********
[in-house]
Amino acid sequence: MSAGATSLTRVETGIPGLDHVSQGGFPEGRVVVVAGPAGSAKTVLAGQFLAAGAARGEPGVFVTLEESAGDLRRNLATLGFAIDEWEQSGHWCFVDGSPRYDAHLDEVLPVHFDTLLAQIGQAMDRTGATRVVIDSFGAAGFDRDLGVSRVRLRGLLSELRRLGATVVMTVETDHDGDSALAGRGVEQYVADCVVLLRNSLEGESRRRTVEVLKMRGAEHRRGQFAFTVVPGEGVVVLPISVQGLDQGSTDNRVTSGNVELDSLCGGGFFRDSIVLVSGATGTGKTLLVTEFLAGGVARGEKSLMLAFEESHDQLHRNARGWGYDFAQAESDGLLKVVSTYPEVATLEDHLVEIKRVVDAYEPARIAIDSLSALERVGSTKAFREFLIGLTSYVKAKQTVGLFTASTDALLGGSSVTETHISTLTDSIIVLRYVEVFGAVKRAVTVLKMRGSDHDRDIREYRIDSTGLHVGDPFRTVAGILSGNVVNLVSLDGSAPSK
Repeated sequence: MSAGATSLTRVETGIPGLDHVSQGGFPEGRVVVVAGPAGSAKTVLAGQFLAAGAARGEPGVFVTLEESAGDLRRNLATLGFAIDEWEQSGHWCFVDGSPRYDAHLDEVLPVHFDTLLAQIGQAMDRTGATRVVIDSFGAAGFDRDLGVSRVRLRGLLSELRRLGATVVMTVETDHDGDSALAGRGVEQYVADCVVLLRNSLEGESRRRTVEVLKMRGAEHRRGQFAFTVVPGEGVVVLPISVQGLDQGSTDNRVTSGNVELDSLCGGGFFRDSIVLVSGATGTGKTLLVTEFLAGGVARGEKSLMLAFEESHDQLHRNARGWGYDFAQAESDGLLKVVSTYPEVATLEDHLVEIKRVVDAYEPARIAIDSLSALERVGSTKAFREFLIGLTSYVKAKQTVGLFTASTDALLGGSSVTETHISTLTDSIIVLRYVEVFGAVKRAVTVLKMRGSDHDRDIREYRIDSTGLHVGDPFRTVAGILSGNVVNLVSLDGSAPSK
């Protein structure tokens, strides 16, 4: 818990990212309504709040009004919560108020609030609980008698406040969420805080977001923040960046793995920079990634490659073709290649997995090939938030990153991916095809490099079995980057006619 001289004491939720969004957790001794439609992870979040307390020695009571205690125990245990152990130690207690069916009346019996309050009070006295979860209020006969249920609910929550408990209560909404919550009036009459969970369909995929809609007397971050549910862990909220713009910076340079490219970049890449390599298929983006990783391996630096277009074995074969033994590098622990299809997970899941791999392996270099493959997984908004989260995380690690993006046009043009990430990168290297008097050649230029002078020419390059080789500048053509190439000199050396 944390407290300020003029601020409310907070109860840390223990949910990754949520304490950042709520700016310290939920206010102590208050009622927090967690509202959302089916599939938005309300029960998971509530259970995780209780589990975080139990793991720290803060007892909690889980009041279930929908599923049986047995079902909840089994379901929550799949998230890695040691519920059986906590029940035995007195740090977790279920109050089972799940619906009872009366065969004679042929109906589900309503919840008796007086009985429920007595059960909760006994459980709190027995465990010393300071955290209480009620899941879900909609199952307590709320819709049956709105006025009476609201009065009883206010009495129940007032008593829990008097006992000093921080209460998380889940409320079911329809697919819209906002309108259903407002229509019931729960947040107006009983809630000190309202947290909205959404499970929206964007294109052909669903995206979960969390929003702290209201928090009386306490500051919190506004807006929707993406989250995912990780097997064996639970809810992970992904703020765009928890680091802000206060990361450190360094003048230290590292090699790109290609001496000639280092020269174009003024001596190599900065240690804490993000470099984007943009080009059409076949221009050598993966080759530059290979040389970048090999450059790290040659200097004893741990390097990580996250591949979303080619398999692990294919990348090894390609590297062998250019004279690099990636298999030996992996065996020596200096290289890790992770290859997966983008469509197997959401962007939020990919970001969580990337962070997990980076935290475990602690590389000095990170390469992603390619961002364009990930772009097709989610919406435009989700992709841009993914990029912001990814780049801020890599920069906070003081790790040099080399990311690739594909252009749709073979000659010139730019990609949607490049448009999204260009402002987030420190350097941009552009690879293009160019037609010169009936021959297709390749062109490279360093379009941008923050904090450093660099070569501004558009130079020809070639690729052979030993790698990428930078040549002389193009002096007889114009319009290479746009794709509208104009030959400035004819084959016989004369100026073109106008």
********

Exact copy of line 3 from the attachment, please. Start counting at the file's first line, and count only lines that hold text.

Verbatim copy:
Repeated sequence: MSAGATSLTRVETGIPGLDHVSQGGFPEGRVVVVAGPAGSAKTVLAGQFLAAGAARGEPGVFVTLEESAGDLRRNLATLGFAIDEWEQSGHWCFVDGSPRYDAHLDEVLPVHFDTLLAQIGQAMDRTGATRVVIDSFGAAGFDRDLGVSRVRLRGLLSELRRLGATVVMTVETDHDGDSALAGRGVEQYVADCVVLLRNSLEGESRRRTVEVLKMRGAEHRRGQFAFTVVPGEGVVVLPISVQGLDQGSTDNRVTSGNVELDSLCGGGFFRDSIVLVSGATGTGKTLLVTEFLAGGVARGEKSLMLAFEESHDQLHRNARGWGYDFAQAESDGLLKVVSTYPEVATLEDHLVEIKRVVDAYEPARIAIDSLSALERVGSTKAFREFLIGLTSYVKAKQTVGLFTASTDALLGGSSVTETHISTLTDSIIVLRYVEVFGAVKRAVTVLKMRGSDHDRDIREYRIDSTGLHVGDPFRTVAGILSGNVVNLVSLDGSAPSK